A Canadian’s Perspective on America

A Canadian’s Perspective on America

We deal with personal issues in the larger context of our particular community, nation, and the world. The violence of terrorists, the crisis of hunger, the tragedies of addictions, the mass movements of people, and the uncertainties of political leadership create unease and anxiety on the big stage of the world. As a response, there is a constant temptation to focus attention on personal well-being, family, and friends. These more immediate relationships provide most of our joy and meaning. Among family and friends we can make a difference.

But our small lives are lived in corners of the bigger stages – our communities, nation, and the world. In the Sermon on the Mount, Jesus called us to be the light of the world and the salt of the earth. He did not reduce the scope to our kinship groups and close acquaintances. Jesus also told us that more is required of the ones to whom more has been given. This teaching is a constant reminder that, because of our privileged position, many of us bear a larger responsibility in addressing issues of global injustice and suffering. These gospel sayings can be used to shape the way we view the issues of our day and bear witness to God’s love and grace.

“Put America First” and “Make America Great Again” are slogans that contest the teaching of Jesus. Under Donald Trump, they point to the consolidation of power and wealth in the USA to the exclusion of those on the margins in the global community. Trump stands for the abdication of the kind of global leadership that many of us have come to expect from the best presidents of America.

The rejection of the Paris Accord on Climate Change surely caught no one by surprise. Trump fulfilled a campaign promise and thereby entered into a strange alliance with Nicaragua and Syria as non-participants in this global action to preserve creation. There was no contrition that the USA was the second largest emitter of greenhouse gases. Neither was there recognition that coal fired generators are particularly harmful to the environment nor that more employees work on solar energy projects that in the coal industry in the USA. Likewise, there was no concern expressed about the rapid loss of biodiversity in the USA and the world (think about songbirds and butterflies). Many of us were outraged by Trump’s rejection of helping countries in tropical and semi-tropical areas to adapt to climate change. He characterized this assistance as giving money to competitors rather than of offering assistance to poor people threatened by rising oceans, intense storms, and prolonged droughts. Few people will have confidence that Trump and Scott Pruitt (chief of the Environmental Protection Agency) will provide leadership for a higher standard of creation care. Actions to date point in a different direction.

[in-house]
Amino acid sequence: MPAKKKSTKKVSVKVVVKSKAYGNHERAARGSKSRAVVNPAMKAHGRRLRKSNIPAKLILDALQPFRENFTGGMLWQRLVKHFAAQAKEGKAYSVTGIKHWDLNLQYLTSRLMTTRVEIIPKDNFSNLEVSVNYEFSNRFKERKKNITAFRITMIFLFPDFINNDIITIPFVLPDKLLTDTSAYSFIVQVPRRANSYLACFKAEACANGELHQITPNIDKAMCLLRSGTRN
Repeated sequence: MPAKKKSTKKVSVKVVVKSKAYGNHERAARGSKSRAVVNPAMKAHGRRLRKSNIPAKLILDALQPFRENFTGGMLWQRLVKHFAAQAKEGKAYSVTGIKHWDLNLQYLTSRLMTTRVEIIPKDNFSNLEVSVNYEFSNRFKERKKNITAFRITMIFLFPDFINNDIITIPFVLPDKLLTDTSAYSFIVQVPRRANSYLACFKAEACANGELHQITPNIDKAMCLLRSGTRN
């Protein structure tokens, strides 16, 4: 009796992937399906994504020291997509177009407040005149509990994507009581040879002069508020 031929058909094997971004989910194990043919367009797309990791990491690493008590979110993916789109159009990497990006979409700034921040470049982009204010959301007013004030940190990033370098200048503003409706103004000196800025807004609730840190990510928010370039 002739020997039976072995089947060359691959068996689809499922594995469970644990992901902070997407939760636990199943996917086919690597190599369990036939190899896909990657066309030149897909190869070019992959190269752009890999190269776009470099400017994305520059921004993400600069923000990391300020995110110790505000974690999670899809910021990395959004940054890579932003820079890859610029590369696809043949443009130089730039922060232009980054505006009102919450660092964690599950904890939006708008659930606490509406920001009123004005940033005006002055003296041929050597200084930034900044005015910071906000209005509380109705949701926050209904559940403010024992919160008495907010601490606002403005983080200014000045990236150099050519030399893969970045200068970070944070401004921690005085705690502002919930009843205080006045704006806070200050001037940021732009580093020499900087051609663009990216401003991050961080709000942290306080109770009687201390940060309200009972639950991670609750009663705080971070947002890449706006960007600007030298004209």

Over the last months, Americans have watched Trump insult their traditional allies including Angela Merkel (Germany), Sadiq Khan (mayor of London), and Canada’s Prime Minister Justin Trudeau (“the worst president of Canada”). Strangely, Vladimir Putin has escaped criticism and angry invectives. America’s strong tradition of a free and independent press is under attack by accusations of false news and the offering of “alternative truths.” Lies and half-truths seem to be acceptable. I had developed almost an addiction to news about Trump because it is so bizarre. It seems like a fictional drama.

Many Canadians are now reluctant to travel to the USA. Our neighbors to the South seem less hospitable and friendly. Some fundamental change is taking place in America that we do not understand. We also fear (not respect) Donald Trump. I expect that less Canadians will spend time in the USA.

I am perplexed that the so-called evangelical voters have not called America’s leadership to a higher standard. I think that they have retreated into the small world of families and friends. I hope that they will attend again to the teaching of the gospels. Before Jesus, the prophet Jeremiah engaged in symbolic acts of protest against her monarchy, the elite, the priests, and false prophets of his time. Like many others, I pray that Christian leaders in America will find ways to protest and to demand that the mantle of leadership pass to people that are wise, just, and compassionate. Congregations will need to become places where people can learn again to openly discuss issues and embrace a faith community that allows for respectful differences in engaging with the world. Those of us outside of America should be praying for Christian leaders that offer a prophetic critique of Donald Trump and a new vision of righteousness.

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